Trade what the market gives you and don’t fight the momentum, whether that trend is up or down.

Of course, it’s easy to see trends once they’re over, but the only way you can truly profit is to identify the direction of a trend before it has run its course. That’s why we let the charts tell us where the momentum is.

One of our favorite parts of what we do is sharing the charts’ signals with our readers to help them see what we see so that they don’t waste their time or money fighting the momentum. We spend a lot of my time researching the market, but we really do keep things simple: We identify the broader trend, and then we look for stocks that are breaking out or breaking down to take advantage of that trend.

A 3%-5% up or down move in the underlying stock can mean a return of 100% or more if you’re in the right options — and choosing the right option to ride the momentum has a lot to do with price.

The secret to riding the momentum is this: Buy higher priced options when the market is breaking out or tanking because that is where the explosive profits are. In a trading range, go for cheaper options because you can put on more trades and increase your chances of making money.

Success Playing Momentum Stock Calls

A 5.8% move in IMAX from $25.33 to $26.81 got us 116% in IMAX September 28 calls
A 7.9% move in ARUN from $19.09 to $20.61 got us 54% in ARUN February 21 calls overnight
A 5.3% move in FTNT from $22.63 to $23.84 got us 77% in FTNT July 24 calls
A 6.6% move in RMBS from $13.78 to $14.70 got us 100% in RMBS August 15 calls

Let’s look at one of the many times this has played out for us: Back in January, we identified Aruba Networks (ARUN) as a stock that was getting ready to break out to the upside. We noticed that investors were bidding up the stock and a bullish trend was starting to develop. It was time to make a move.

After confirming the trend, we recommended that our readers purchase the ARUN February 21 calls (ARUN140222C00021000). We entered the calls on Jan. 14 at $0.55, or $55 per contract, when ARUN common stock was trading at the $19 level.

The very next day, the stock shot up almost 6%, at which point we alerted our readers to close one-third of the position at $0.85 for an overnight profit of 55%. We could have closed the entire position and booked a very nice gain in less than 24 hours, but our analysis was telling us that there was more room to the upside. In a note to our readers, we wrote that “we are going to remain aggressive with Aruba” and hold on to the remaining two-thirds of the position for even better gains.

Our intuition ultimately paid off — big time — a few days later when the stock hit the $21.50 mark. At that point, we recommended that we set a stop limit at $1.25 in order to ensure that we would walk away with a gain of no less than 127% on the remaining portion of the trade. The stock eventually faded from those highs, and our $1.25 stop limit was triggered.

Although the stock came back down from those levels, holding on to the remaining two-thirds of the trade proved to be the right move, as we walked away with an average return of 103% on the entire position.

Remember that momentum can work for you both ways. If momentum stocks are moving up, we play bullish calls. And, if momentum stocks are getting killed, that’s fine by us. I ride them down!

As you can see from the table below, I’ve also been able to successfully play put options on stocks that are trending lower.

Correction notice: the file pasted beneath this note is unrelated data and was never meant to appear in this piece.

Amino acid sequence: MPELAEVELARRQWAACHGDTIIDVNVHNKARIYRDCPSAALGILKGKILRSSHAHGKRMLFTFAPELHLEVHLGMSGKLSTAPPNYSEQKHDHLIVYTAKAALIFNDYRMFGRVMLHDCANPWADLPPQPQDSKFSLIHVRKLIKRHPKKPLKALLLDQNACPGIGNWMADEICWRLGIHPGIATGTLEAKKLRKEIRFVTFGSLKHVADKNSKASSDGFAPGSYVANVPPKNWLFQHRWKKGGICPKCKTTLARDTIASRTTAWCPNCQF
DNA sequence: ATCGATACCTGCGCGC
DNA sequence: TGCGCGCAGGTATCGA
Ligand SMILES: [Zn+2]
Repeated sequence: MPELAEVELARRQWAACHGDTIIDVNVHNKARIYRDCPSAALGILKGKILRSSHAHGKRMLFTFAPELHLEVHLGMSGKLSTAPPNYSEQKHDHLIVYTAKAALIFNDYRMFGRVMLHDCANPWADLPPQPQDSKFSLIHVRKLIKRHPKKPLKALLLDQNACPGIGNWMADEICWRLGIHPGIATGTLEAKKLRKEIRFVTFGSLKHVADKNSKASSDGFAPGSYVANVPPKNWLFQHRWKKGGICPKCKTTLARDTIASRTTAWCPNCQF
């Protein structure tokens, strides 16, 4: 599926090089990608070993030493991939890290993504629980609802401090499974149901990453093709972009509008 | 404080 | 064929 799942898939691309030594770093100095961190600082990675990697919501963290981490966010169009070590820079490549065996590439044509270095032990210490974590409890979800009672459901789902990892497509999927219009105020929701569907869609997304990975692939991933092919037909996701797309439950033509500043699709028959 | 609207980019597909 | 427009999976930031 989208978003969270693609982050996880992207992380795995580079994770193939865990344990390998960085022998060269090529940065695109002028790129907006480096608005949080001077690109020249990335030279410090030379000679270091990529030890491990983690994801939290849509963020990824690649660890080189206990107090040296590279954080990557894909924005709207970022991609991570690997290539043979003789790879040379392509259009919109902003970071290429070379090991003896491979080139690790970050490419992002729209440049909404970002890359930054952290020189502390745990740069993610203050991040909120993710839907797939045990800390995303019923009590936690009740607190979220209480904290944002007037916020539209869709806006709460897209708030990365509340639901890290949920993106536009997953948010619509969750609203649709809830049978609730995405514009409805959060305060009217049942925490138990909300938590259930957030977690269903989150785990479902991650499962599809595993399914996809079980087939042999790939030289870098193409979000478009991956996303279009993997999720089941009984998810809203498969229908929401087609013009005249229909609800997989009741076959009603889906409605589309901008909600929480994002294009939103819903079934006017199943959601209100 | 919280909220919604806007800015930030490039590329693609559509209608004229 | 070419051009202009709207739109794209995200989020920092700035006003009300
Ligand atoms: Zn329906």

Success Playing Momentum Stock Puts

A 9.42% move down in GM from $36.21 to $32.80 got us 100% in GM September 32 puts
A 3.87% move down in PM from $78.31 to $75.28 got us 94.1% in PM March 75 puts
A 5.16% move down in MGM from $25.57 to $24.25 got us 50% in MGM September 25 puts overnight
A 3.4% move down in CAT from $86.26 to $83.30 got us 83% in CAT June 82.50 puts
A great example of this strategy is when we traded on Apollo Education Group (APOL) puts.

From the first day of April until we recommended opening the put trade seven days later, APOL common stock had already dropped by 12% to set up a new bearish trend. This was our first clue that the stock would continue to fall. So, after consulting the charts and confirming that the trend was strong, we recommended that readers purchase the APOL May 30 puts (APOL140517P00030000), and we entered the trade at $0.90, or $90 per contract, on April 7.

Over the next two days, APOL declined another 9%, and that boosted the price of our put options by over 100% to $2.00. With such a great run-up, we suggested that subscribers sell one-quarter of their position to lock in a two-day, partial profit of 122%. By April 11, APOL had dropped another 5% to the low $27 level, which pushed the value of our puts up another 50% to $3.00. At that point, we instructed our readers to sell another quarter of the position for a massive five-day gain of 233%.

Finally, as buyers started to pick up shares after the week-long selloff, we made sure to lock in our profits by setting a hard stop at $2.60 on the final half of the puts. The selling pressure diminished, as we suspected it would, and subscribers were taken out of the second half with an impressive 189% gain. All together, the trade netted us a return of 183%, which is much higher than the 122% profit we would have reaped had we sold the entire position at my first target of $2.00.

We hope these examples show you that when you ride the momentum, whether it’s up or down, there’s often more money to be made. As long as you stick to the right price point and protect your gains with stop losses, it’s easier and more profitable to play the trend.

2. Find the Catalyst

Once you understand the trend and commit to making the most of the bullish or bearish momentum, the next step is identifying which stocks are going to move the most — and why. There are any number of catalysts you can trade, but the ones I act on most often are:

Earnings reports
Mergers and acquisitions
Economic reports
New product releases